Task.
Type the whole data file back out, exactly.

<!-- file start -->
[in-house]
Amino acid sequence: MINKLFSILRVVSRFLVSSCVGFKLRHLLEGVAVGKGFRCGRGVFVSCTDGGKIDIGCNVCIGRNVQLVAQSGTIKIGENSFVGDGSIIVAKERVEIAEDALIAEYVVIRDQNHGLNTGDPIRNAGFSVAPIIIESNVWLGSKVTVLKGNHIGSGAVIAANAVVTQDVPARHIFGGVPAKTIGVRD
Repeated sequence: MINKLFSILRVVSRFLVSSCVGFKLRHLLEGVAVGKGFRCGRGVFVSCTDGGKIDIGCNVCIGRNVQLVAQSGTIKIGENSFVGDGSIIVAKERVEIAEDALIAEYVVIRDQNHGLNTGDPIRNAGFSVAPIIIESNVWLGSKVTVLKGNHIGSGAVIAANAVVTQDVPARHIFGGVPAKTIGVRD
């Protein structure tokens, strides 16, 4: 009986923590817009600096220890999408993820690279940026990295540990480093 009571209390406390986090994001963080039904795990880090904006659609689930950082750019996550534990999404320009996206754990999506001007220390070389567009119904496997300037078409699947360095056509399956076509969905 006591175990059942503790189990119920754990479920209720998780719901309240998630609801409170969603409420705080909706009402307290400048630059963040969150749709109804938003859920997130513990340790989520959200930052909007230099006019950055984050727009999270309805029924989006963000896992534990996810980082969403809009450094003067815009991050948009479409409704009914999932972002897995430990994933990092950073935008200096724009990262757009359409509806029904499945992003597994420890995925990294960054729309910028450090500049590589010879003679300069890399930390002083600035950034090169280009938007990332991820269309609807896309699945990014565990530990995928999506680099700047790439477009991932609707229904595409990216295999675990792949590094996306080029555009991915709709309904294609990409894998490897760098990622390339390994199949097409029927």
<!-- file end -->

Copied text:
[in-house]
Amino acid sequence: MINKLFSILRVVSRFLVSSCVGFKLRHLLEGVAVGKGFRCGRGVFVSCTDGGKIDIGCNVCIGRNVQLVAQSGTIKIGENSFVGDGSIIVAKERVEIAEDALIAEYVVIRDQNHGLNTGDPIRNAGFSVAPIIIESNVWLGSKVTVLKGNHIGSGAVIAANAVVTQDVPARHIFGGVPAKTIGVRD
Repeated sequence: MINKLFSILRVVSRFLVSSCVGFKLRHLLEGVAVGKGFRCGRGVFVSCTDGGKIDIGCNVCIGRNVQLVAQSGTIKIGENSFVGDGSIIVAKERVEIAEDALIAEYVVIRDQNHGLNTGDPIRNAGFSVAPIIIESNVWLGSKVTVLKGNHIGSGAVIAANAVVTQDVPARHIFGGVPAKTIGVRD
């Protein structure tokens, strides 16, 4: 009986923590817009600096220890999408993820690279940026990295540990480093 009571209390406390986090994001963080039904795990880090904006659609689930950082750019996550534990999404320009996206754990999506001007220390070389567009119904496997300037078409699947360095056509399956076509969905 006591175990059942503790189990119920754990479920209720998780719901309240998630609801409170969603409420705080909706009402307290400048630059963040969150749709109804938003859920997130513990340790989520959200930052909007230099006019950055984050727009999270309805029924989006963000896992534990996810980082969403809009450094003067815009991050948009479409409704009914999932972002897995430990994933990092950073935008200096724009990262757009359409509806029904499945992003597994420890995925990294960054729309910028450090500049590589010879003679300069890399930390002083600035950034090169280009938007990332991820269309609807896309699945990014565990530990995928999506680099700047790439477009991932609707229904595409990216295999675990792949590094996306080029555009991915709709309904294609990409894998490897760098990622390339390994199949097409029927």